Peel back the pavement and what do you find?

Guerilla artist The Wa lifts the lid on the world's rubbish
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The Wa's latest work, 'Sous les pavés la plage' takes it's name from the French activist group The Situationists
The Wa's latest work, 'Sous les pavés la plage' takes it's name from the French activist group The Situationists

Apparently, all the hallmarks of our existence lie within the top 300 ft of the earth’s crust.  Within this space is the web of gas pipes, water mains and electric cables that sustain modern life, as well as the millions of tonnes of rubbish generated by humans every year.

Radical artist Vik Muniz highlighted the problem of landfill in Lucy Walker’s Oscar nominated documentary film WASTE LAND (2010) where he photographed huge portraits of people working at the world’s largest landfill site Jardim Gramacho in Sao Paulo, largely made from the recycled materials they collect to make their living.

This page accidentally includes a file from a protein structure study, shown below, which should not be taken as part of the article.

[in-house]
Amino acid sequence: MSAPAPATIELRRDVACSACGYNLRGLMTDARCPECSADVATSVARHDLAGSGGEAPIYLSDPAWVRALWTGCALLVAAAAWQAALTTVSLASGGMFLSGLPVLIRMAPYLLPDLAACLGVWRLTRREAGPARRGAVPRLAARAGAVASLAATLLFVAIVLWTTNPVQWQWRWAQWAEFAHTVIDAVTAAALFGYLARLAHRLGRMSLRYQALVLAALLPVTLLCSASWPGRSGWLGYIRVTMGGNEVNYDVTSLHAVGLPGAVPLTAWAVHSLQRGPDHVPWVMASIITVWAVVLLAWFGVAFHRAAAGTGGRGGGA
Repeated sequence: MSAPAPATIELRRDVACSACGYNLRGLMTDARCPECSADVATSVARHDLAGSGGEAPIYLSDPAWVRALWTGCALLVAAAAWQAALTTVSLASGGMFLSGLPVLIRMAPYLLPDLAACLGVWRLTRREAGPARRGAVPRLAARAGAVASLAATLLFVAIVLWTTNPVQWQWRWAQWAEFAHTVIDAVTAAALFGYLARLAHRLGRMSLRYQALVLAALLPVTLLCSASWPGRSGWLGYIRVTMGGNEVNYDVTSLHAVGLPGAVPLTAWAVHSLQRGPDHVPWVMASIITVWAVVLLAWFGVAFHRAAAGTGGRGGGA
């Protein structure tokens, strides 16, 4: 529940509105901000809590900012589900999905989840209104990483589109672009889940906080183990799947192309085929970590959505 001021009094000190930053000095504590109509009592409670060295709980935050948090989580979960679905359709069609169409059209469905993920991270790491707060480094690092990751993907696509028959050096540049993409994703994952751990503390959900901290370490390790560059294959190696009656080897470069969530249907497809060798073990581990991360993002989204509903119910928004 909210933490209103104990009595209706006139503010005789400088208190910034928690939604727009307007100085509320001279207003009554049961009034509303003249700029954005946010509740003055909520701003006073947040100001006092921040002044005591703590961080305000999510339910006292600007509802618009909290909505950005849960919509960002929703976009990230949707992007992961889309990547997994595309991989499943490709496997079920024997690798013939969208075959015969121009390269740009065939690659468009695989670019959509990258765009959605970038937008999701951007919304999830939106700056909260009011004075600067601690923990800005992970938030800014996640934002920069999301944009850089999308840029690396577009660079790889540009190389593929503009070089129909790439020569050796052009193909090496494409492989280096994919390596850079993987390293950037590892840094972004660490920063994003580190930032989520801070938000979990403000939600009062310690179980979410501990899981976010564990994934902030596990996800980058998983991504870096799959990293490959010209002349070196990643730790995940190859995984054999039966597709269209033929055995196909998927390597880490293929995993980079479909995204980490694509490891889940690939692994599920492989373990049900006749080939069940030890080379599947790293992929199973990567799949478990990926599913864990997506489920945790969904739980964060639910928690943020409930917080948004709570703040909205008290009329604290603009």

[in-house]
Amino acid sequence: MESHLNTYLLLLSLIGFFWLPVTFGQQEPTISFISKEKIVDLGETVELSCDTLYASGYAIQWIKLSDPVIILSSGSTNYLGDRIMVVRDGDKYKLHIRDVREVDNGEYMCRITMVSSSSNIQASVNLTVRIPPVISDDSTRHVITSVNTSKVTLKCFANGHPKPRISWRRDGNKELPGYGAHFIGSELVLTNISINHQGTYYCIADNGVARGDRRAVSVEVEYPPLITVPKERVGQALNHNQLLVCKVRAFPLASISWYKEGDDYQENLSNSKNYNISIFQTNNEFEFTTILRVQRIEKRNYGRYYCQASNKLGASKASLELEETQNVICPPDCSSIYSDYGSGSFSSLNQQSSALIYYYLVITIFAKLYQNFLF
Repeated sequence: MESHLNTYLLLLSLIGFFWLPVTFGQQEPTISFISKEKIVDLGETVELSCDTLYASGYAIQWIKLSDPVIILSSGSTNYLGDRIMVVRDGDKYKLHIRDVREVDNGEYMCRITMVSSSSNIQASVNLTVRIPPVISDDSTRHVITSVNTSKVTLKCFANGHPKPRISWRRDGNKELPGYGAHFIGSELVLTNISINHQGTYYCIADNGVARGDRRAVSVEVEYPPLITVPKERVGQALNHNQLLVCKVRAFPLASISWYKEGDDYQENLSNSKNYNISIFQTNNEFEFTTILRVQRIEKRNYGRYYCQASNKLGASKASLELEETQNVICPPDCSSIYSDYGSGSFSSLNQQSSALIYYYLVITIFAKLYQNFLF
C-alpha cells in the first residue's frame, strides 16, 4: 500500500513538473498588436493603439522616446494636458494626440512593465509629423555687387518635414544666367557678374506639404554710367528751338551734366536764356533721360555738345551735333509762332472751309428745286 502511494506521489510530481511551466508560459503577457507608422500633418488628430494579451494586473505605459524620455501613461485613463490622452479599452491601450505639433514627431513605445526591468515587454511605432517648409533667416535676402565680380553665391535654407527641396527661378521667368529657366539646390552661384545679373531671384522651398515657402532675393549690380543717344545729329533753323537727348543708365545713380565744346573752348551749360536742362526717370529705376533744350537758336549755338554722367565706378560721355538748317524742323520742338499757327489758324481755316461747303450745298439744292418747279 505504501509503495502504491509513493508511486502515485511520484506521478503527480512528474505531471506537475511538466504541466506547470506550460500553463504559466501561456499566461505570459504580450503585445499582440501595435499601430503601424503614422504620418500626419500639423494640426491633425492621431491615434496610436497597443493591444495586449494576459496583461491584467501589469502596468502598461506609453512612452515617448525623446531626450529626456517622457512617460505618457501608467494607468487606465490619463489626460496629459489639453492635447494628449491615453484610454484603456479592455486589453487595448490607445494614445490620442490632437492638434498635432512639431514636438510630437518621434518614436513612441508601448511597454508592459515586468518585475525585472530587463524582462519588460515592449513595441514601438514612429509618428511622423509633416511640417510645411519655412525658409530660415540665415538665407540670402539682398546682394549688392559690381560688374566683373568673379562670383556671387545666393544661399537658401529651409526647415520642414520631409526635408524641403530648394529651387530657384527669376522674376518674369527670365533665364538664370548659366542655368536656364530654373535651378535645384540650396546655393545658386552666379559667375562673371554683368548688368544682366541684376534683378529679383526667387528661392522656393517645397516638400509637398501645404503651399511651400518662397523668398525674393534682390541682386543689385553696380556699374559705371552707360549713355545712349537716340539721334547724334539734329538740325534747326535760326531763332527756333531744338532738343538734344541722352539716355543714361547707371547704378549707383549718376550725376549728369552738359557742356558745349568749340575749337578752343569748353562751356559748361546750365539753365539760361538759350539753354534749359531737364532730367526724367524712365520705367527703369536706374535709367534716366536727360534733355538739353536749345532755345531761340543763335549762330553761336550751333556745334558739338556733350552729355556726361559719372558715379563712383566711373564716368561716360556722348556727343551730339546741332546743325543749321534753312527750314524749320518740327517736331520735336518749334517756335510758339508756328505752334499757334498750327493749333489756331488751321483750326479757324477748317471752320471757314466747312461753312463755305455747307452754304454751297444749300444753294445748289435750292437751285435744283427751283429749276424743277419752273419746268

Now, guerilla artist The Wa has brought the issue to the fore again, peeling back the pavement of a Stockholm street with his work Sous les pavés la plage (Under the pavement, the beach) revealing not a beach under the tarmac but some of the world’s rubbish - plastic bags, bottles and other non-biodegradable waste that is ploughed into landfill. The name of the piece, of course, is an ironic twist on the infamous piece of 1968 graffiti by the French political activists The Situationists.

Follow the link to one of our favourite street art blogs, Vandalog to see more photographs of The Wa's Sous les pavés la plage


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